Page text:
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acted action actors allusion already appears Bartholomew Fair Ben Jonson called century character Chronicle classical Collier comedy comic connexion course criticism Cynthia's Revels death doubt doubtless drama dramatic literature dramatist earlier edition Edward element Elisabethan England English entertainments euphuism Fletcher French Gabriel Harvey genius German Gorboduc Hamlet hand Henry VIII hero Hero and Leander humour influence introduced Italian Jew of Malta Jonson kind King Klein Latin latter literary London Lord Lyly Lyly's Marlowe Marlowe's mask mentioned moral mysteries Old Plays original pageants passage period Plautus plot poem poet poetic popular printed probably produced Prologue published Queen Elisabeth reference reign religious resemblance Richard III satire scene seems Sejanus seqq Shak Shakespeare Shakspere Shakspere's Shakspere's plays Spanish Spanish Tragedy species speech spere stage story theatre tion Titus Andronicus tragedy tragic translation verse writers written
Page 560 - WEEP with me, all you that read This little story; And know, for whom a tear you shed Death's self is sorry. 'Twas a child that so did thrive In grace and feature As Heaven and Nature seemed to strive Which owned the creature.
Page 275 - Yes, trust them not: for there is an upstart crow beautified with our feathers, that with his tiger's heart, wrapt in a player's hide, supposes he is as well able to bombast out a blank verse as the best of you; and being an absolute Johannes factotum, is in his own conceit the only Shake-scene in a country.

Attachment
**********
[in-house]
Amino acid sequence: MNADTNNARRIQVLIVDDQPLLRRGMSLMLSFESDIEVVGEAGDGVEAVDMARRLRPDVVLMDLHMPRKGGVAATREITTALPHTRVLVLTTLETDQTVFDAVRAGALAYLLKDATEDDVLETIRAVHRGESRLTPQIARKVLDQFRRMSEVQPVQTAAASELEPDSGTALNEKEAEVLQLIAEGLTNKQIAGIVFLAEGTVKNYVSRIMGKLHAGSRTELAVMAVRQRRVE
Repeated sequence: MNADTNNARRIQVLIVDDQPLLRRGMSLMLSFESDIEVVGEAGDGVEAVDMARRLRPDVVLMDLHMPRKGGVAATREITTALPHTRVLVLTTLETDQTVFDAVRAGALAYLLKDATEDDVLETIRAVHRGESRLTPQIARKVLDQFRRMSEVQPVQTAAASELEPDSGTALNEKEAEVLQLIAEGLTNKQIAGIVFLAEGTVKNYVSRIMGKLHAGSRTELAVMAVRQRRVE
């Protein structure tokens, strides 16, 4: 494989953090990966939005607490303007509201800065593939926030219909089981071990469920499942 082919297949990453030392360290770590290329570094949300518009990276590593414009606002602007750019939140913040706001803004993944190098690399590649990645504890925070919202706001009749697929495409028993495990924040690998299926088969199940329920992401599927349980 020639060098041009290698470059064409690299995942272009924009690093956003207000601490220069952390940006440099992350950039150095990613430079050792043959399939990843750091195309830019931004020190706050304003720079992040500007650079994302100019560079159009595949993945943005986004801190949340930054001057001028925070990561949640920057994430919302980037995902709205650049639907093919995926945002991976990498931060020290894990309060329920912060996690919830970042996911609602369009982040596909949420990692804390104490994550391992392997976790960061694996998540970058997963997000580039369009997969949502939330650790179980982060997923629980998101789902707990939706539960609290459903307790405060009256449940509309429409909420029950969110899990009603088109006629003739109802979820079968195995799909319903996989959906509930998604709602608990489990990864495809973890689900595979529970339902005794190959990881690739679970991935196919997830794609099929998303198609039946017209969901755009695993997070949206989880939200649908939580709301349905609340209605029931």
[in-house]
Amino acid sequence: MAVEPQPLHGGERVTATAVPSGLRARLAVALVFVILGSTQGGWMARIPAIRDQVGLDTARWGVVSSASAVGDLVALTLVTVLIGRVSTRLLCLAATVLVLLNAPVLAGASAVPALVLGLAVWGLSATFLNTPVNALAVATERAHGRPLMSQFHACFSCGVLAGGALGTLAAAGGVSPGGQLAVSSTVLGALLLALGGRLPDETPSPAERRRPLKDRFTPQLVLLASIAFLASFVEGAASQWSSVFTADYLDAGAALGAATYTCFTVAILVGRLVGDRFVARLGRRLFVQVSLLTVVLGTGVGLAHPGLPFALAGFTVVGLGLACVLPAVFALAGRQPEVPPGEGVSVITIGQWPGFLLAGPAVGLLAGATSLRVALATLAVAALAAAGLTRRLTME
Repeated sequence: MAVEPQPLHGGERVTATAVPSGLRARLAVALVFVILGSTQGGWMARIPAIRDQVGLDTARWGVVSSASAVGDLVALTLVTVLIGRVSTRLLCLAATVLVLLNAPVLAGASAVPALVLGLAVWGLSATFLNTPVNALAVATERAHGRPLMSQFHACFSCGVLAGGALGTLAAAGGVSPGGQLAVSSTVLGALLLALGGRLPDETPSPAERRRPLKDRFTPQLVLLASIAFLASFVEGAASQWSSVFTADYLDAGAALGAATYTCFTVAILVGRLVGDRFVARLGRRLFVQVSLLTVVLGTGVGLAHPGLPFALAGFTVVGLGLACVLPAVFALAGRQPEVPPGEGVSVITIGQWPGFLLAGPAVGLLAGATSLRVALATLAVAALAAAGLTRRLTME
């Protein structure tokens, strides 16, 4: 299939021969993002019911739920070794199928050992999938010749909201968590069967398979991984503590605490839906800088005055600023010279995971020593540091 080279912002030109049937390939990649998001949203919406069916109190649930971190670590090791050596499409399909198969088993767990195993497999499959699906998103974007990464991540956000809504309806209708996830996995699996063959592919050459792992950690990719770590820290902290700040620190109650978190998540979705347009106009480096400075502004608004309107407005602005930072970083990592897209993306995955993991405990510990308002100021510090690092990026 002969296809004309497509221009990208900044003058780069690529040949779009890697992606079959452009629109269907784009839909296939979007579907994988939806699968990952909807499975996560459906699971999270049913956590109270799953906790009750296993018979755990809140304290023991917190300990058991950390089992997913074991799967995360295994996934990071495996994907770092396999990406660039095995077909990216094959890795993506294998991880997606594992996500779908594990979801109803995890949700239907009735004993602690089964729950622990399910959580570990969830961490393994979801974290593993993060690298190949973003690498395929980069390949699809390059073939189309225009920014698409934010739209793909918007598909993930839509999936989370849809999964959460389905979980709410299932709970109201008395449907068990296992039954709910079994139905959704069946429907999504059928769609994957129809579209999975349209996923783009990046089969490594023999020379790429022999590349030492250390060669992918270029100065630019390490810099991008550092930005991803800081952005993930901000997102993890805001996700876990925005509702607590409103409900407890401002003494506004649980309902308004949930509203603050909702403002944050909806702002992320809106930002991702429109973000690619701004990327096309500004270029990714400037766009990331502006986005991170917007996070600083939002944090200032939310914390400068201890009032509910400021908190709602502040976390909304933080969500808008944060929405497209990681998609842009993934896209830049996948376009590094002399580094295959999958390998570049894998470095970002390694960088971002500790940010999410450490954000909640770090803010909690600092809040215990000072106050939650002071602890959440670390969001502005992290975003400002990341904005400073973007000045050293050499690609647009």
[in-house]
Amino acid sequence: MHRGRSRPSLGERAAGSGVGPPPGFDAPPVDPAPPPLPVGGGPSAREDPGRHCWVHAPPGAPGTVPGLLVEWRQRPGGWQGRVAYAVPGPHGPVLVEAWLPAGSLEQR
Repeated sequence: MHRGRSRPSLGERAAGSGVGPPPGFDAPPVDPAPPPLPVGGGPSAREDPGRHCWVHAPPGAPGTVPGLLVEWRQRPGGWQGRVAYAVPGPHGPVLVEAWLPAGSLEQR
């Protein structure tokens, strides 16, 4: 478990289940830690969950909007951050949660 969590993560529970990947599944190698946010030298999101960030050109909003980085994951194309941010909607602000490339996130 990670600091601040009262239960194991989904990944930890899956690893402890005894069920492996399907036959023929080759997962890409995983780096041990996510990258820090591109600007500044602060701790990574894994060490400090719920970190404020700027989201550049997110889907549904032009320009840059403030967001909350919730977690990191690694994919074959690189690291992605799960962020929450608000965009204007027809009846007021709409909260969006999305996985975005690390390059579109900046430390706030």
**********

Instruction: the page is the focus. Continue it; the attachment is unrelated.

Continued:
Page 326 - Yet nature is made better by no mean But nature makes that mean; so over that art, Which you say adds to nature, is an art That nature makes. You see, sweet maid, we marry A gentler scion to the wildest stock, And make conceive a bark of baser kind By bud of nobler race. This is an art Which does mend nature — change it rather; but The art itself is nature.
Page 444 - The King's players had a new play, called All is True, representing some principal pieces of the reign of Henry VIII, which was set forth with many extraordinary circumstances of pomp and majesty, even to the matting of the stage; the Knights of the Order with their Georges and garters, the Guards with their embroidered coats, and the like: sufficient in truth within a while to make greatness very familiar, if not ridiculous.
Page 584 - All our English writers, I mean such as are happy in the Italian, Will deign to steal out of this author, mainly: Almost as much as from Montagnie: He has so modern and facile a vein, Fitting the time, and catching the court-ear!
Page 554 - As when some one peculiar Quality Doth so possess a Man, that it doth draw All his Effects, his Spirits, and his Powers, In their Confluxions all to run one Way,' This may be truly said to be a Humour.
Page 573 - ... so solemnly ridiculous, as to search out, who was meant by the gingerbread woman, who by the hobby-horse man, who by the costard-monger, nay, who by their wares.
Page 326 - Sir, the year growing ancient, Not yet on summer's death, nor on the birth Of trembling winter, the fairest flowers o...
Page 368 - There is an upstart crow, beautified with our feathers, that with his tiger's heart wrapped in a player's hide supposes he is as well able to bombast out a blank verse as the best of you, and being an absolute Johannes-factotum [ie, jack-of-all-trades] is in his own conceit the only Shake-scene in a country.